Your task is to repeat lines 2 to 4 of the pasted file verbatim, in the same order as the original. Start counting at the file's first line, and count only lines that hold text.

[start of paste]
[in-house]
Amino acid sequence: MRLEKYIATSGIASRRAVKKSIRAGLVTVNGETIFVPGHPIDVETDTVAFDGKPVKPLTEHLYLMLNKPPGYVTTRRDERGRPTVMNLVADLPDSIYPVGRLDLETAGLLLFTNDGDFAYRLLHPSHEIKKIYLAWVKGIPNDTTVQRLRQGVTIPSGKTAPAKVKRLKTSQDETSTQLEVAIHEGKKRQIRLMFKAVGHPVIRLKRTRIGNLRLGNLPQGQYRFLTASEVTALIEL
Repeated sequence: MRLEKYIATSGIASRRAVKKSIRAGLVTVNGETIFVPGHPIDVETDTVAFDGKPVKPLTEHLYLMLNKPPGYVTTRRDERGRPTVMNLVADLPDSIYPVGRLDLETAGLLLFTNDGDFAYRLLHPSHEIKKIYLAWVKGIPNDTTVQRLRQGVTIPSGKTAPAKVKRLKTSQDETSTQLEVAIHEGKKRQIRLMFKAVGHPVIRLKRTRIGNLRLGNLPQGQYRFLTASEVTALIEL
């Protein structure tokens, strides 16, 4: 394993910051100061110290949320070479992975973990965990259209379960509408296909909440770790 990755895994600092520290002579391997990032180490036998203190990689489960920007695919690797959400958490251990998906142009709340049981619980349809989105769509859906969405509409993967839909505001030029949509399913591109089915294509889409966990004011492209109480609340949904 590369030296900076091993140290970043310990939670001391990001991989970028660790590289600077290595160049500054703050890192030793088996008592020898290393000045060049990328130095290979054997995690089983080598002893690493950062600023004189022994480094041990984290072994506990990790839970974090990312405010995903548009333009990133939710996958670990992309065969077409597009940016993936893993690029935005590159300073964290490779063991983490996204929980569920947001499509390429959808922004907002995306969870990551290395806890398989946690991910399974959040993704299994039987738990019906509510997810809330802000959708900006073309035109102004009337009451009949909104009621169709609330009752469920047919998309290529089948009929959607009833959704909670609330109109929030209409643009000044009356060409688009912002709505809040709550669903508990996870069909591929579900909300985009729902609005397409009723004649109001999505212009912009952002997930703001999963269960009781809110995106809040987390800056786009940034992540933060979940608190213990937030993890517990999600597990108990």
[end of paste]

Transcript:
Amino acid sequence: MRLEKYIATSGIASRRAVKKSIRAGLVTVNGETIFVPGHPIDVETDTVAFDGKPVKPLTEHLYLMLNKPPGYVTTRRDERGRPTVMNLVADLPDSIYPVGRLDLETAGLLLFTNDGDFAYRLLHPSHEIKKIYLAWVKGIPNDTTVQRLRQGVTIPSGKTAPAKVKRLKTSQDETSTQLEVAIHEGKKRQIRLMFKAVGHPVIRLKRTRIGNLRLGNLPQGQYRFLTASEVTALIEL
Repeated sequence: MRLEKYIATSGIASRRAVKKSIRAGLVTVNGETIFVPGHPIDVETDTVAFDGKPVKPLTEHLYLMLNKPPGYVTTRRDERGRPTVMNLVADLPDSIYPVGRLDLETAGLLLFTNDGDFAYRLLHPSHEIKKIYLAWVKGIPNDTTVQRLRQGVTIPSGKTAPAKVKRLKTSQDETSTQLEVAIHEGKKRQIRLMFKAVGHPVIRLKRTRIGNLRLGNLPQGQYRFLTASEVTALIEL
């Protein structure tokens, strides 16, 4: 394993910051100061110290949320070479992975973990965990259209379960509408296909909440770790 990755895994600092520290002579391997990032180490036998203190990689489960920007695919690797959400958490251990998906142009709340049981619980349809989105769509859906969405509409993967839909505001030029949509399913591109089915294509889409966990004011492209109480609340949904 590369030296900076091993140290970043310990939670001391990001991989970028660790590289600077290595160049500054703050890192030793088996008592020898290393000045060049990328130095290979054997995690089983080598002893690493950062600023004189022994480094041990984290072994506990990790839970974090990312405010995903548009333009990133939710996958670990992309065969077409597009940016993936893993690029935005590159300073964290490779063991983490996204929980569920947001499509390429959808922004907002995306969870990551290395806890398989946690991910399974959040993704299994039987738990019906509510997810809330802000959708900006073309035109102004009337009451009949909104009621169709609330009752469920047919998309290529089948009929959607009833959704909670609330109109929030209409643009000044009356060409688009912002709505809040709550669903508990996870069909591929579900909300985009729902609005397409009723004649109001999505212009912009952002997930703001999963269960009781809110995106809040987390800056786009940034992540933060979940608190213990937030993890517990999600597990108990």